Too much time on Facebook may leave you wondering which way is up or down, and now the social media giant is adding 360-degree photos to further immerse you in the experience.
Founder and CEO Mark Zuckerberg announced in a post on his page Thursday that the ability to post 360 photos is now rolling out worldwide. Similar to 360 videos, users can tilt their phones or drag a mouse across an image to gain a broader perspective.
A blog post on Facebook’s media site further explained the initiative and how to make a 360 image.
- Take a panorama with an iOS device or Samsung Galaxy phone.
- Capture a 360-degree photo on your phone using an app like Street View or Google Camera.
- Take a 360-degree photo with a 360 camera, such as the Samsung Gear 360, RICOH THETA S, 360Fly, Giroptic 360 Cam or ALLie Camera.
To illustrate the effect on his page, Zuckerberg posted a 360 image of Manhattan shot from the top of One World Trade Center by Mike Franz and Jonathan D. Woods for a Time magazine special project three years ago.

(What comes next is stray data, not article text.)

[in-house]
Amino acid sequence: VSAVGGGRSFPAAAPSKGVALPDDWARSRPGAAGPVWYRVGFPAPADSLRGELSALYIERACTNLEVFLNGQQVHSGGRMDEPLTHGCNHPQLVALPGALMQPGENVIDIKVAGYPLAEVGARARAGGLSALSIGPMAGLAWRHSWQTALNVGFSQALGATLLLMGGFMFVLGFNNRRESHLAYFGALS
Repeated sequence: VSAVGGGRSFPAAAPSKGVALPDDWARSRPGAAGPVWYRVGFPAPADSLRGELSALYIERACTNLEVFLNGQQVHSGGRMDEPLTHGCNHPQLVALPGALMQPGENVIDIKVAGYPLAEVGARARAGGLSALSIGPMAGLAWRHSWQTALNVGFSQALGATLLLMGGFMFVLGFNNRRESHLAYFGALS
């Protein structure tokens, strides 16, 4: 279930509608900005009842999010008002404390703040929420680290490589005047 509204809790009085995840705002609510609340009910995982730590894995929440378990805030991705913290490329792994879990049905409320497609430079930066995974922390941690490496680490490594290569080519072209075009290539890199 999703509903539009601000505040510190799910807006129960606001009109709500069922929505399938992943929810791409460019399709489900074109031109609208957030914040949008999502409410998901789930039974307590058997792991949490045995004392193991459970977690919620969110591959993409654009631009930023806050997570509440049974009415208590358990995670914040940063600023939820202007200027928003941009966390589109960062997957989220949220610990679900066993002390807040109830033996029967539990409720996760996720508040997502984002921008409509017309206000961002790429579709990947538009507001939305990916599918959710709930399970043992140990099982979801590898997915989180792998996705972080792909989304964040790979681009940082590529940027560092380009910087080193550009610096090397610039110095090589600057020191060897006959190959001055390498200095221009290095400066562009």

“It’s a great shot of a great city,” Zuckerberg said. (The embed may not work so great here, so pay a visit to Zuckerberg’s Timeline if it’s acting up).
On his own Facebook page, Woods reacted to the shoutout from Zuckerberg.
“Well — this is pretty damn cool,” Woods wrote, as the image neared 100,000 likes. “This morning Facebook called me to tell me that Mark Zuckerberg really liked the photo I shot with Mike Franz three years ago from the top of the World Trade Center. Feeling pretty flattered. Thanks Mark!”
Woods, who started at Time in 2012 as a photo editor, has risen to head of Time Video. He told GeekWire Thursday — through Facebook Messenger, of course — that he longed to capture the progress being made in lower Manhattan in the years since 9/11.
“After seeing Joe McNally’s image of a worker changing a lightbulb atop the Empire State Building, I pitched the idea of taking a panoramic 360-degree photo from the top of the still-under-construction One World Trade Center,” Woods wrote. “We partnered with Gigapan to create the image, and after nine months of negotiations with the Port Authority of New York and New Jersey, we were given access to climb the tower’s 405-foot-tall spire to place our camera on a long aluminum jib which allowed our panorama to be virtually floating in free space.”
Woods said nothing he’s ever posted to Facebook can even come close to the engagement his photo got Thursday thanks to Zuckerberg’s 67 million followers.
Meanwhile, on the 360 video front, CBS was headed toward 1 million views on a video it uploaded featuring the cast of the hit Broadway musical “Hamilton” performing “Wait For It.” The 70th annual Tony Awards are this Sunday, and “Hamilton” is up for a record 16 awards.